- Barefoot running—Talk to a trainer before making the transition to barefoot running shoes. It is not for every type of runner and the switch needs to be done gradually. Keep in mind that barefoot running shoes may not have extra support or cushion, but will give your feet some protection.
- Walking—Walkers should also look for shock absorption in the heel and especially under the ball of the foot. Walking shoes have more rigidity in the front than running shoes, so you can roll off your toes rather than bend through them.
- Aerobics—Shoes for aerobic conditioning should be lightweight to prevent foot fatigue and have extra shock absorption in the sole beneath the ball of the foot where the most stress occurs.
- Tennis—For tennis and other court sports, you will need shoes that provide stability on the inside and outside of the foot plus flexibility in the sole beneath the ball of the foot.
- Basketball—Basketball players should choose a shoe with a wider base and a thick, stiff sole to give extra stability on the court. A high-top shoe provides support when landing from a jump.
- Field sports, hiking, and specialty sports—Cleats, studs, or spikes are appropriate for field sports like soccer, football, and baseball. Special hiking shoes are available for trail blazing. Likewise, for sports such as skating, hockey, golf, and bicycling, you may want to wear shoes made specifically for these activities.
Getting the Right Fit
American Academy of Podiatric Sports Medicine http://www.aapsm.org
American Podiatric Medical Association. http://www.apma.org
Canadian Orthopaedic Association http://www.coa-aco.org
Health Canada http://www.hc-sc.gc.ca
Armand S, Tavcar Z, et al. Effects of unstable shoes on chronic low back pain in health professionals: A randomized controlled trial. Joint Bone Spine. 2014;81(6):527-532.
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Criteria for AAPSM athletic shoe recommendation list. American Academy of Podiatric Sports Medicine website. Available at: http://www.aapsm.org/crishoe.html. Accessed December 11, 2014.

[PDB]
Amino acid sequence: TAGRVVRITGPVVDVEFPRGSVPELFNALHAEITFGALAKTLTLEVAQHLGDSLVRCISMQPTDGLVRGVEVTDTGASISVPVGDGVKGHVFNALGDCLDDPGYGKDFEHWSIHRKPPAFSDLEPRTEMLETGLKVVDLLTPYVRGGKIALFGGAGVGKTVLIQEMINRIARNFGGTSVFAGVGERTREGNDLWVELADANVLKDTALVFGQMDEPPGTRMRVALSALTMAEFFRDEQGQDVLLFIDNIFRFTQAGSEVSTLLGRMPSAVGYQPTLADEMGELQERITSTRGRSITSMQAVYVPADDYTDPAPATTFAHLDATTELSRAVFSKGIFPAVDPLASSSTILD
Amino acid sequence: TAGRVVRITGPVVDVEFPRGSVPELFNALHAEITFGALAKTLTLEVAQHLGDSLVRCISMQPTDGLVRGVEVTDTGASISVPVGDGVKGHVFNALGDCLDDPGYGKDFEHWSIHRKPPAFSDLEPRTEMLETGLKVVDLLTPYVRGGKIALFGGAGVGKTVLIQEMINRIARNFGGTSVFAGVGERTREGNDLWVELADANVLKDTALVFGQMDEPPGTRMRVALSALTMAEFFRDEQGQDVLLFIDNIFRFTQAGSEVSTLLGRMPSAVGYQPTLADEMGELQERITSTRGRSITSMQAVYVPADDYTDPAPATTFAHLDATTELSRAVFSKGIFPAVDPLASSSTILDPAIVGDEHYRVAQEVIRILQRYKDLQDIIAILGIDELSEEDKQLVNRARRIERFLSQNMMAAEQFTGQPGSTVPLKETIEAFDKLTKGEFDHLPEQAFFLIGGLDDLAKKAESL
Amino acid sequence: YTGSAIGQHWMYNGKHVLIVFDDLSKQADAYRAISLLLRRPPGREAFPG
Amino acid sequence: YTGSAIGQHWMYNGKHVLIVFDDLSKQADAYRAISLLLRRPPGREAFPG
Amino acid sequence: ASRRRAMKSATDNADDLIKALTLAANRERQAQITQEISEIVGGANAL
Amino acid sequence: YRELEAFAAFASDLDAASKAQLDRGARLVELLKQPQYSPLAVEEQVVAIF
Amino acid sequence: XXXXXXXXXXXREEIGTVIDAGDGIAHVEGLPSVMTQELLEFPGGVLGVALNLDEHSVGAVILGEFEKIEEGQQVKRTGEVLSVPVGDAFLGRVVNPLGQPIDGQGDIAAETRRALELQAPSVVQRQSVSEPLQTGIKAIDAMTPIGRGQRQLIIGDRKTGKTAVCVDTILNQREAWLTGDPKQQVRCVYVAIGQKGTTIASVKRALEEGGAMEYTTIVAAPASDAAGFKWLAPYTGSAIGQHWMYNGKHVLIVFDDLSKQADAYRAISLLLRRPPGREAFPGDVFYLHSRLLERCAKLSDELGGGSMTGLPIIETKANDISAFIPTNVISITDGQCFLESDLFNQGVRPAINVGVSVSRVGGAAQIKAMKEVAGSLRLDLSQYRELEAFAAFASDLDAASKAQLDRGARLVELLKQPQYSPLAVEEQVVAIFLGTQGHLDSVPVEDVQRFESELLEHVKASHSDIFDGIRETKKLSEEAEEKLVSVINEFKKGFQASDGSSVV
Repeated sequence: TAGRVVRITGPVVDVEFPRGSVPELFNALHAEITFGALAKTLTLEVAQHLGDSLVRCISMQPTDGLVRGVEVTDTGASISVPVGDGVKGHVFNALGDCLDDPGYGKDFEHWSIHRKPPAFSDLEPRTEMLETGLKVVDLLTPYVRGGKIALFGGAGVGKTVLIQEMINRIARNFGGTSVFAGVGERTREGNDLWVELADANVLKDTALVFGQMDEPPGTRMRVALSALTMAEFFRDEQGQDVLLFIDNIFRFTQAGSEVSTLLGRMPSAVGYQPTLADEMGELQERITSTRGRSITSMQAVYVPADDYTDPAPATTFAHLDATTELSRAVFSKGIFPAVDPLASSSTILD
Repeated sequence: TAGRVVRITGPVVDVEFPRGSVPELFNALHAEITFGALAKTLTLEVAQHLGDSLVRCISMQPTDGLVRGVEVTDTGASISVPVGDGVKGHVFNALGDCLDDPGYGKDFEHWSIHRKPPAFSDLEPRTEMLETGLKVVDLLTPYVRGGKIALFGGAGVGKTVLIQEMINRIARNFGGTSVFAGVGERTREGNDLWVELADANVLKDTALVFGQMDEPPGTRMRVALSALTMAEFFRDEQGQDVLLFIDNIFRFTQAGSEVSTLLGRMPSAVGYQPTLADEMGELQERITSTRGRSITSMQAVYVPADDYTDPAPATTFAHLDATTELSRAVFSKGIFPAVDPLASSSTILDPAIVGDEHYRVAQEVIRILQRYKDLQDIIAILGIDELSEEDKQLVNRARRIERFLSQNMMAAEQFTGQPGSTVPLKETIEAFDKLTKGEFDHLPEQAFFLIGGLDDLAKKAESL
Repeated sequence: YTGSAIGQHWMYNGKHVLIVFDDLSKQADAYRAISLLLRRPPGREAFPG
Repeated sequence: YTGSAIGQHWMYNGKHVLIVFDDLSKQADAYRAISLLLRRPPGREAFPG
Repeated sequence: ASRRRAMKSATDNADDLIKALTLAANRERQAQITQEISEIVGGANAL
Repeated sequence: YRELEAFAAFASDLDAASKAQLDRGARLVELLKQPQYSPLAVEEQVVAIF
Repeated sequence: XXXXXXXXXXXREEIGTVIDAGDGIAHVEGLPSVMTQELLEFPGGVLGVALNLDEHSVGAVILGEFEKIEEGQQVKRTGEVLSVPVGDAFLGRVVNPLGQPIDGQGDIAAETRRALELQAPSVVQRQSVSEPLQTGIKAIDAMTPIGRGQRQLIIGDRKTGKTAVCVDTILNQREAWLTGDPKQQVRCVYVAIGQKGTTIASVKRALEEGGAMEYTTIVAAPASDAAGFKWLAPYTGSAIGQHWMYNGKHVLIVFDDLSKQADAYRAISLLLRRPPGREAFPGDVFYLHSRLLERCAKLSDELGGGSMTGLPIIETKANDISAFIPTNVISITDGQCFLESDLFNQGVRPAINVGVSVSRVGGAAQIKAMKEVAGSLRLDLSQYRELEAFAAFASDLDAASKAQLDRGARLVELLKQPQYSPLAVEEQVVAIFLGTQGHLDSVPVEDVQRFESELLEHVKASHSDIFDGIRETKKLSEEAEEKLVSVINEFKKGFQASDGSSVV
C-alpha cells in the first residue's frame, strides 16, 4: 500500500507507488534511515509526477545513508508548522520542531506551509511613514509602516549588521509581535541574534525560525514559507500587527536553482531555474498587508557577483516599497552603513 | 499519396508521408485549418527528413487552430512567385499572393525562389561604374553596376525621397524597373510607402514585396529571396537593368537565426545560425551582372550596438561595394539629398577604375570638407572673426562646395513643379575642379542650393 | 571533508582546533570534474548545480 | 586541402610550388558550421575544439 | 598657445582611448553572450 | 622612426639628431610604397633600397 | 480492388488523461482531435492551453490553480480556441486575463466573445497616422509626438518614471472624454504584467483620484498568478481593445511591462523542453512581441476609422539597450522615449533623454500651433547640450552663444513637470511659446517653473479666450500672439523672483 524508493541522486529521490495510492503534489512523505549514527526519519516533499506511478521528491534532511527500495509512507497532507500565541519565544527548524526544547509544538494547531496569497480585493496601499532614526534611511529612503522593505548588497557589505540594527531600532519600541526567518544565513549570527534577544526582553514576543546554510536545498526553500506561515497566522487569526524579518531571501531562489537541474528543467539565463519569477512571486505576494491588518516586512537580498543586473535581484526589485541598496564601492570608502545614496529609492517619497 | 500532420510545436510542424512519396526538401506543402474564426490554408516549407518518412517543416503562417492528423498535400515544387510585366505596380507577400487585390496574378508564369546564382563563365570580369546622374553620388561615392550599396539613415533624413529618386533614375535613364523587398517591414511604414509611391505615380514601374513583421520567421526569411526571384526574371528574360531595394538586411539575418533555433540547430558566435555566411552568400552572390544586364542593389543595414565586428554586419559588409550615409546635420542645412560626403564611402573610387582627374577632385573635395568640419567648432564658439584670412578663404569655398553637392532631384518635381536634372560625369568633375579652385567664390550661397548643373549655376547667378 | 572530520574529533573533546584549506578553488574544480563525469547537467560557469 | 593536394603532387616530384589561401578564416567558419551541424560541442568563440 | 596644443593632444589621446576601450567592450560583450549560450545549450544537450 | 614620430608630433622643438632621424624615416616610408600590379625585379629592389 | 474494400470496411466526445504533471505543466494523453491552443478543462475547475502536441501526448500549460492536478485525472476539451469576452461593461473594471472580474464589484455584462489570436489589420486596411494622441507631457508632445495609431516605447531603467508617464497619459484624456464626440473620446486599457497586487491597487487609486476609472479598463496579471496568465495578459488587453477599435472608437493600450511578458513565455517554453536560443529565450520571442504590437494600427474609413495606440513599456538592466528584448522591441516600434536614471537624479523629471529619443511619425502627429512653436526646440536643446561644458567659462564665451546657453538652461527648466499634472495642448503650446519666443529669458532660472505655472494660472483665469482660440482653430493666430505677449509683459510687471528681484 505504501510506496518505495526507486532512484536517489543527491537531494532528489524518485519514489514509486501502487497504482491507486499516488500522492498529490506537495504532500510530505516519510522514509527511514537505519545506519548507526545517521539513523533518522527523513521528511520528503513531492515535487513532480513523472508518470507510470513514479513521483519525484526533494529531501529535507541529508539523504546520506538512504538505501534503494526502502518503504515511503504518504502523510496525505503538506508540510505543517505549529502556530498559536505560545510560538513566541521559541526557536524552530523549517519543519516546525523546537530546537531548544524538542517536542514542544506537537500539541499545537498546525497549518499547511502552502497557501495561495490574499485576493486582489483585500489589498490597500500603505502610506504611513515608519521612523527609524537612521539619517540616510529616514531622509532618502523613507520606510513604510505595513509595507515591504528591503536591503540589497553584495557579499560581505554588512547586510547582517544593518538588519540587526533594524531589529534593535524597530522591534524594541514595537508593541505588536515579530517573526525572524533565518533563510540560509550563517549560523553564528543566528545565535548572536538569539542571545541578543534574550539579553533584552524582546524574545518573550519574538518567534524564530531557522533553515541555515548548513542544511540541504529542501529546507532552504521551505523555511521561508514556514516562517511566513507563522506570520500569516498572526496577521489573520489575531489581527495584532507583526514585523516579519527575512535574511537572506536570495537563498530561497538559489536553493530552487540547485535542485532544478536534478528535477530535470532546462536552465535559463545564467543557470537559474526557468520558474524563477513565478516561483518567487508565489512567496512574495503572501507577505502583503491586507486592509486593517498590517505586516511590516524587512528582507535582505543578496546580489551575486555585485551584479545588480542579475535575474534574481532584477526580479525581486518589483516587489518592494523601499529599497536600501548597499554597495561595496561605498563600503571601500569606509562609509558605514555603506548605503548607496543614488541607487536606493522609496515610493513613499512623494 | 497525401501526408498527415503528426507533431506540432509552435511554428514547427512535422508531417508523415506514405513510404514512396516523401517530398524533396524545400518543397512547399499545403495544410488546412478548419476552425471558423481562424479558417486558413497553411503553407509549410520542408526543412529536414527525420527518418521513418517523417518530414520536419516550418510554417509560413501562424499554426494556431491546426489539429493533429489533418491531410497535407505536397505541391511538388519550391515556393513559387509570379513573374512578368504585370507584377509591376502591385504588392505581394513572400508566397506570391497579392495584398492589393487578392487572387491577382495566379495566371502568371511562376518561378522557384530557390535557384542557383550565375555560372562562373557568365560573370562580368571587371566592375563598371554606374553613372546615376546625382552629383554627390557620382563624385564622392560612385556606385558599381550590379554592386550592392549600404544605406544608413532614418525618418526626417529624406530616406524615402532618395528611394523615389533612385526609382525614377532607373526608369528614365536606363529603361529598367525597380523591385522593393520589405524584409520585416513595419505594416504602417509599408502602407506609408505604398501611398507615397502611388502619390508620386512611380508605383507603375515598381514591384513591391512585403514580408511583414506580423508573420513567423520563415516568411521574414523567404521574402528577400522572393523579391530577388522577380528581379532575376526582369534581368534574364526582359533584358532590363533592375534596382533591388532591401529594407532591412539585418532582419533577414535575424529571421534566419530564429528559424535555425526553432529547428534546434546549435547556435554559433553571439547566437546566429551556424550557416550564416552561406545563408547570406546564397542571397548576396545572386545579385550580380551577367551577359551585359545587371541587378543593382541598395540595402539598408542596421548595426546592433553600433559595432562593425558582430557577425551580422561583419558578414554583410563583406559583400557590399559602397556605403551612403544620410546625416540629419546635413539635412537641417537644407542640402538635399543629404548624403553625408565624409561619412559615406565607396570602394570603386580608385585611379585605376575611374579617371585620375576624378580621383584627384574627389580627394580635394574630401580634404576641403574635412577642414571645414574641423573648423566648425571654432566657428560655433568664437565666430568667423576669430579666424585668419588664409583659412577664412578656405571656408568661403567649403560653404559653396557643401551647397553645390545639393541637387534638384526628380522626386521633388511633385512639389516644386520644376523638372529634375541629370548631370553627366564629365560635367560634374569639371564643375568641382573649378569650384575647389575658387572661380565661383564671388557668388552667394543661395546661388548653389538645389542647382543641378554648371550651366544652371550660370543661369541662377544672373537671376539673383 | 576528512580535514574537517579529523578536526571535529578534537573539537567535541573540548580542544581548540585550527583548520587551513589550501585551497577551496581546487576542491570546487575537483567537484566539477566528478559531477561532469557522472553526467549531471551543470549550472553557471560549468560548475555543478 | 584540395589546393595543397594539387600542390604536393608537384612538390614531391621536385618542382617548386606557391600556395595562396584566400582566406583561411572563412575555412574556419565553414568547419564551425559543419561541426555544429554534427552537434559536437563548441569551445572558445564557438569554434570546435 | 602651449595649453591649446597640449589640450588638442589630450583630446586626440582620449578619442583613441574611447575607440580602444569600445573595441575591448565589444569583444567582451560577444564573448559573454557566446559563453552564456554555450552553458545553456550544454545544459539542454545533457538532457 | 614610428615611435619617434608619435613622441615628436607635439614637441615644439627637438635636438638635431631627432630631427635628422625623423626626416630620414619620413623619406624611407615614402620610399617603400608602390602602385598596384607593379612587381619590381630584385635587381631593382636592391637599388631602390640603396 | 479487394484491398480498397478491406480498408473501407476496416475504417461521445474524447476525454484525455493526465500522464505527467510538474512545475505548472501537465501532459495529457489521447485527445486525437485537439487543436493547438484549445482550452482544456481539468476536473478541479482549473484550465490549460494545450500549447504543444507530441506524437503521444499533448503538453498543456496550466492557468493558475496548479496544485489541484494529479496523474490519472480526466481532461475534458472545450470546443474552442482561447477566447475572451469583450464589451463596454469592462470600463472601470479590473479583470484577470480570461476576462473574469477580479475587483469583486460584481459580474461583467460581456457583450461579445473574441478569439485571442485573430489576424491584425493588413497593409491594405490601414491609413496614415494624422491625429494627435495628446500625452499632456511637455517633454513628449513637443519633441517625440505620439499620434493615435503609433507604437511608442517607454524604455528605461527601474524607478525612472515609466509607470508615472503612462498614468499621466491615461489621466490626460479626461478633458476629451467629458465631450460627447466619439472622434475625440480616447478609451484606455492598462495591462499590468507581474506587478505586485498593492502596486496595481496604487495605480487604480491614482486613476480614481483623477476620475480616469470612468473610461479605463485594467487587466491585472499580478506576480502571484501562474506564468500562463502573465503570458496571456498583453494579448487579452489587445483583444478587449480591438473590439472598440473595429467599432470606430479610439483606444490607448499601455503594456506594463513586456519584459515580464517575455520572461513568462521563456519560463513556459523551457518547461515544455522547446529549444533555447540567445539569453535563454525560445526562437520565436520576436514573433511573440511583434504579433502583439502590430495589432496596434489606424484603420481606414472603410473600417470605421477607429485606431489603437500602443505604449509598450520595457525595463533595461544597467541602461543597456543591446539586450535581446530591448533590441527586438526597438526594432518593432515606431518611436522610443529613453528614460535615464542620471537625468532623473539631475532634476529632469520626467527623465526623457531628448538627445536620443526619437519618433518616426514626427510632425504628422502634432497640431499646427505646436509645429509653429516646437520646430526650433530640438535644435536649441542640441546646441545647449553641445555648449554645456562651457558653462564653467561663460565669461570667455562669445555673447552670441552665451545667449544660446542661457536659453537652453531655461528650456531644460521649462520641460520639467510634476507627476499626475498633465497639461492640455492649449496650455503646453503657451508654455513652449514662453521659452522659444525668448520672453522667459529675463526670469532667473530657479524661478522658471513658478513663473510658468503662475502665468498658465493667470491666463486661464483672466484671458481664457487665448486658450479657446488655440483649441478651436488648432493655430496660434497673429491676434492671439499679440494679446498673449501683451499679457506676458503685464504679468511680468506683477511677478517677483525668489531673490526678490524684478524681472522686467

Fitness begins with feet. American Academy of Podiatric Sports Medicine website. Available at: http://www.aapsm.org/footwear-begins-feet.html. Accessed December 11, 2014.
Plantar fasiitis. EBSCO DynaMed website. Available at: http://www.ebscohost.com/dynamed. Updated September 23, 2014. Accessed December 11, 2014.
Selecting a running shoe. American Academy of Podiatric Sports Medicine website. Available at: http://www.aapsm.org/selectingshoes.html. Accessed December 11, 2014.
Selecting and effectively using running shoes. American College of Sports Medicine website. Available at: http://www.acsm.org/docs/brochures/selecting-and-effectively-using-running-shoes.pdf. Accessed December 11, 2014.
Shoes: Finding the right fit. American Academy of Orthopaedic Surgeons Ortho Info website. Available at: http://orthoinfo.aaos.org/topic.cfm?topic=A00143. Updated August 2012. Accessed December 11, 2014.
Sesamoiditis. EBSCO DynaMed website. Available at: http://www.ebscohost.com/dynamed. Updated April 16, 2014. Accessed December 11, 2014.
Stress fractures. American College of Sports Medicine website. Available at: http://www.acsm.org/docs/current-comments/stressfractures.pdf. Accessed December 11, 2014.
Tight shoes and foot problems. American Academy of Orthopaedic Surgeons Ortho Info website. Available at: http://orthoinfo.aaos.org/topic.cfm?topic=A00146. Updated August 2012. Accessed December 11, 2014.
- Reviewer: Michael Woods, MD
- Review Date: 12/2014 -
- Update Date: 12/11/2014 -